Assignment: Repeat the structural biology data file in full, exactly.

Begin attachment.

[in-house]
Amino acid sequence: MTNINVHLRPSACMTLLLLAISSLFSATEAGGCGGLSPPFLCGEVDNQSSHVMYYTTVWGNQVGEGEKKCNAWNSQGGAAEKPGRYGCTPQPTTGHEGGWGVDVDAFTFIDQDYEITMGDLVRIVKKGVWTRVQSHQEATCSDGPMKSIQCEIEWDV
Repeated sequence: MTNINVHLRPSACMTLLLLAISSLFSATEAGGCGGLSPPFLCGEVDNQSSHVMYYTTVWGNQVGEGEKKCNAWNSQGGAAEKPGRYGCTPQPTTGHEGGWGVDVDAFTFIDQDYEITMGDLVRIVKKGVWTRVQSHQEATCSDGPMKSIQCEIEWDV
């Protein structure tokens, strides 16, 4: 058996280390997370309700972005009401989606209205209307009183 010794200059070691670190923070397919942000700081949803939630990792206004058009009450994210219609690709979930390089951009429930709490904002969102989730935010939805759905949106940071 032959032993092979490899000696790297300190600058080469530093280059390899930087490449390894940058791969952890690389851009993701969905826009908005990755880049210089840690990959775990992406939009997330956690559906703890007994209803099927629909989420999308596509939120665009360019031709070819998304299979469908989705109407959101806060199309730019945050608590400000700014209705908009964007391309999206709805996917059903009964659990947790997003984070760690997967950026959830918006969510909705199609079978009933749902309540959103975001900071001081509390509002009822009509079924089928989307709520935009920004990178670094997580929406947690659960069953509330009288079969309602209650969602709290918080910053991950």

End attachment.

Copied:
[in-house]
Amino acid sequence: MTNINVHLRPSACMTLLLLAISSLFSATEAGGCGGLSPPFLCGEVDNQSSHVMYYTTVWGNQVGEGEKKCNAWNSQGGAAEKPGRYGCTPQPTTGHEGGWGVDVDAFTFIDQDYEITMGDLVRIVKKGVWTRVQSHQEATCSDGPMKSIQCEIEWDV
Repeated sequence: MTNINVHLRPSACMTLLLLAISSLFSATEAGGCGGLSPPFLCGEVDNQSSHVMYYTTVWGNQVGEGEKKCNAWNSQGGAAEKPGRYGCTPQPTTGHEGGWGVDVDAFTFIDQDYEITMGDLVRIVKKGVWTRVQSHQEATCSDGPMKSIQCEIEWDV
């Protein structure tokens, strides 16, 4: 058996280390997370309700972005009401989606209205209307009183 010794200059070691670190923070397919942000700081949803939630990792206004058009009450994210219609690709979930390089951009429930709490904002969102989730935010939805759905949106940071 032959032993092979490899000696790297300190600058080469530093280059390899930087490449390894940058791969952890690389851009993701969905826009908005990755880049210089840690990959775990992406939009997330956690559906703890007994209803099927629909989420999308596509939120665009360019031709070819998304299979469908989705109407959101806060199309730019945050608590400000700014209705908009964007391309999206709805996917059903009964659990947790997003984070760690997967950026959830918006969510909705199609079978009933749902309540959103975001900071001081509390509002009822009509079924089928989307709520935009920004990178670094997580929406947690659960069953509330009288079969309602209650969602709290918080910053991950």